Rock Candy with a Soft and Gooey Center
by Jansen Musico
Rock of Ages (2012)
D: Adam Shankman
S: Tom Cruise, Catherine Zeta-Jones, Alec Baldwin, Paul Giamatti
After seeing Adam Shankman’s Rock of Ages, I am thoroughly convinced that movie musicals need more stiletto stomping. The film is a far cry from its stage play counterpart. But with production numbers set to timeless pop-rock anthems wonderfully choreographed by Mia Michaels, it retains a certain level of entertainment that still can be deemed enjoyable.
Rock of Ages, set in 1987, follows a group of characters charting their lives in Hollywood. Small-town girl Sherrie (Julianne Hough) and city boy Drew (Diego Boneta) are aspiring singers demoted to serving drinks at The Bourbon, a bar in debt, operated by Dennis (Alec Baldwin) and Lonny (Russell Brand). Dennis asks the help of Iggy Pop-esque rock superstar Stacee Jaxx (Tom Cruise) to keep The Bourbon afloat, but Jaxx’s manager Paul (Paul Giamatti) has other things in mind. Meanwhile, Patricia Whitmore (Catherine Zeta-Jones), the conservative wife of the mayor, rallies like-minded good Catholic belles to have the bar shut down for its negative impact on LA’s youth and pristine image.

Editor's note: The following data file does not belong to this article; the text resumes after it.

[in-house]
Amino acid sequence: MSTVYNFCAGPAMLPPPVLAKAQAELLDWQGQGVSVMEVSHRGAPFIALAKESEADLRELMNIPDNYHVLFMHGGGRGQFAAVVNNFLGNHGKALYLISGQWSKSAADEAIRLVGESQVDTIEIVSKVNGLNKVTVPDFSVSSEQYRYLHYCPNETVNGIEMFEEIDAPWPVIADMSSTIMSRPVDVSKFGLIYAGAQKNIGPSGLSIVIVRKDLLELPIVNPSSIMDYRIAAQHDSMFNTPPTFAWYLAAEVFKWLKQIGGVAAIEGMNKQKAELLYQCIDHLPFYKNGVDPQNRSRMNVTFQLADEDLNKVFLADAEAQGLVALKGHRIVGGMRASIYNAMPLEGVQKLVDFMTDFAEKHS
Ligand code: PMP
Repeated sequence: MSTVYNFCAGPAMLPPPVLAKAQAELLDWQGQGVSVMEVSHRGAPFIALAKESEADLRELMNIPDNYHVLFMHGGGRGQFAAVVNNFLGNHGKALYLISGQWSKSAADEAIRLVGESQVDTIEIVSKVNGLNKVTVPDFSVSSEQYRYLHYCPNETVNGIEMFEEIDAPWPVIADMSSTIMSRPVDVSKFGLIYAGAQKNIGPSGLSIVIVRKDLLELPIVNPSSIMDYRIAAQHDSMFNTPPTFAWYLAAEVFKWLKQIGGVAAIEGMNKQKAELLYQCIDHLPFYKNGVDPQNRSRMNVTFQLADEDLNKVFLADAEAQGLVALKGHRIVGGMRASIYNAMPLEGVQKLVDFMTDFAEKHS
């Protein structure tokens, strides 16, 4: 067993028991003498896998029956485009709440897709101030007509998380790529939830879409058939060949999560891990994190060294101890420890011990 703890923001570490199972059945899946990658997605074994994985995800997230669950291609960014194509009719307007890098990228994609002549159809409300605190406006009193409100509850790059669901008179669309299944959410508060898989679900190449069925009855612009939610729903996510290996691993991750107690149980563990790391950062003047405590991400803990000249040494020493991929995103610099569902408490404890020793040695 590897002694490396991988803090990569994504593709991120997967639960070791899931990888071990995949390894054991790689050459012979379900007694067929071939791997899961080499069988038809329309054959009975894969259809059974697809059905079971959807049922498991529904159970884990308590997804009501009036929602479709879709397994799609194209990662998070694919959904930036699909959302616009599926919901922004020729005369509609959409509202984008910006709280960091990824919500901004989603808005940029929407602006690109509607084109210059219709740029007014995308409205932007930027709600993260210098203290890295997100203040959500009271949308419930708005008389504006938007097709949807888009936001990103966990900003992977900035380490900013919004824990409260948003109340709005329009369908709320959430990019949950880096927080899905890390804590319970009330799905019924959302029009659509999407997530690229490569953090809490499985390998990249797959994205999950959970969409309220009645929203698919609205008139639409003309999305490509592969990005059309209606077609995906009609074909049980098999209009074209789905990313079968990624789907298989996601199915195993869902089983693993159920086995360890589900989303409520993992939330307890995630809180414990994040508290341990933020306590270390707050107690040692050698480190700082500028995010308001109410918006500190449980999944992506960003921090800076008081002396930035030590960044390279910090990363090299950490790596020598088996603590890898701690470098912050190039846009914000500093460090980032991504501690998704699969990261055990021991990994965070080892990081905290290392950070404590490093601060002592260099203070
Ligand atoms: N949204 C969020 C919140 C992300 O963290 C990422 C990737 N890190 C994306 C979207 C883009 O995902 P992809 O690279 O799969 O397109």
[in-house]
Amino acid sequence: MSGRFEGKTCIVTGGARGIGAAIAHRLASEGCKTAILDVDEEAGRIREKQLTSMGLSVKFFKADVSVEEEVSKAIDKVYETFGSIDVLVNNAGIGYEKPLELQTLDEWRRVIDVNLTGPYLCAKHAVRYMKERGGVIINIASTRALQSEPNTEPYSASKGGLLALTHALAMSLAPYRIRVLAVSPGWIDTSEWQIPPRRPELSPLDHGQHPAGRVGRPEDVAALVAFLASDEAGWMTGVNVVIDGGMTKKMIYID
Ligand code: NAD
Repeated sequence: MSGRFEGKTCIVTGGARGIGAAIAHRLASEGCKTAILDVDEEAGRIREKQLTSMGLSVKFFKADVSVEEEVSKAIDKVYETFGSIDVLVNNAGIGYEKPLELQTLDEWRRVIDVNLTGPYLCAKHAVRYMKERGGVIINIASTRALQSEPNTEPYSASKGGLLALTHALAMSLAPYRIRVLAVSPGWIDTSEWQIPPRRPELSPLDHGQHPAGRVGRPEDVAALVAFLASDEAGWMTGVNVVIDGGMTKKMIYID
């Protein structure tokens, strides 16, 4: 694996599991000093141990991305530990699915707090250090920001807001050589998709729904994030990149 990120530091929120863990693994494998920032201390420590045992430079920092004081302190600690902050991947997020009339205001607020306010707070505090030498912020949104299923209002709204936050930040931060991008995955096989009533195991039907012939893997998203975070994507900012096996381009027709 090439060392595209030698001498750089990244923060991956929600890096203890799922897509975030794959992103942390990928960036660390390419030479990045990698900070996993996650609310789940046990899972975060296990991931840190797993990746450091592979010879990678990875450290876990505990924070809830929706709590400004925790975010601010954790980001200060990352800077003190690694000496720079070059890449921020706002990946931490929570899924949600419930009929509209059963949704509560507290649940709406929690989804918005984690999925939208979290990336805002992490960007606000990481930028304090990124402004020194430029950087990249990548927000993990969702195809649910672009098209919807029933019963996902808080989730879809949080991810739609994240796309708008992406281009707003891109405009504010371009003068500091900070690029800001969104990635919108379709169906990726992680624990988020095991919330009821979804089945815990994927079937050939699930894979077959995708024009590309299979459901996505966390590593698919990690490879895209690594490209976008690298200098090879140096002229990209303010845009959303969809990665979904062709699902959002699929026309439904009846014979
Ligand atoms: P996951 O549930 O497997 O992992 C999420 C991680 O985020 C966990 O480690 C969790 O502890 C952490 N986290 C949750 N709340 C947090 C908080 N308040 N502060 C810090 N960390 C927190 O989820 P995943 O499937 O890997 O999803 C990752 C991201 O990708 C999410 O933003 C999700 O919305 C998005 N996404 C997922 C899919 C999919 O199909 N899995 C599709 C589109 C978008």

Fans of the original stage play will have to find their footing in the film version. With the introduction of new characters, sacking of old ones, shuffling of selected songs, and a drastic rewrite of the ending, there is a tendency for theater purists to get disappointed, if not temporarily disoriented. But all that is expected in a Shankman adaptation. Much like his stage-to-screen take on Hairspray, his version of Rock of Ages is tailored for people who just want to have a good time. And if you’re a fan of American rock music from the late 80s and early 90s, then the movie is a treat.
The film is a buffet of karaoke performances. The two main leads start off rough with their first few songs, but Hough and Boneta slowly settle into their roles in the middle of their cover medley of “More Than Words” and “Heaven.” Both are good enough to carry their respective scenes, but the star power of their fellow cast members ultimately outshine them. Giamatti and Baldwin clearly have fun in their roles. And, as expected, Zeta-Jones nails each of her scenes flawlessly, while Mary J. Blige also glitters (sometimes literally) in her performance as the strip club owner Justice. Her soulful voice was a nice touch to classic rock anthems.
Unexpectedly, Cruise also belted out several tunes, a fact that still leaves me in disbelief. Whether it is or isn’t his thin, shrill voice on the tracks doesn’t matter. Cruise epitomizes sleazy rock star. His character drips with all the filth and sex of rock and roll. Cruise uses this rock god swagger to turn most of the film into the Stacee Jaxx show. The character was interesting, but deviating from the original Stacee storyline took some of his grit away, something that the film could have benefitted from.
Instead of squeezing its audience into a mosh pit for a headbanging, foot-stomping, air-guitar-shredding good time, Shankman’s Rock of Ages cradles them in its big burly arms and sings them good-old sweet and cheesy rock anthems. The movie makes for fun, nostalgic viewing, but it’s nowhere near a great rock show.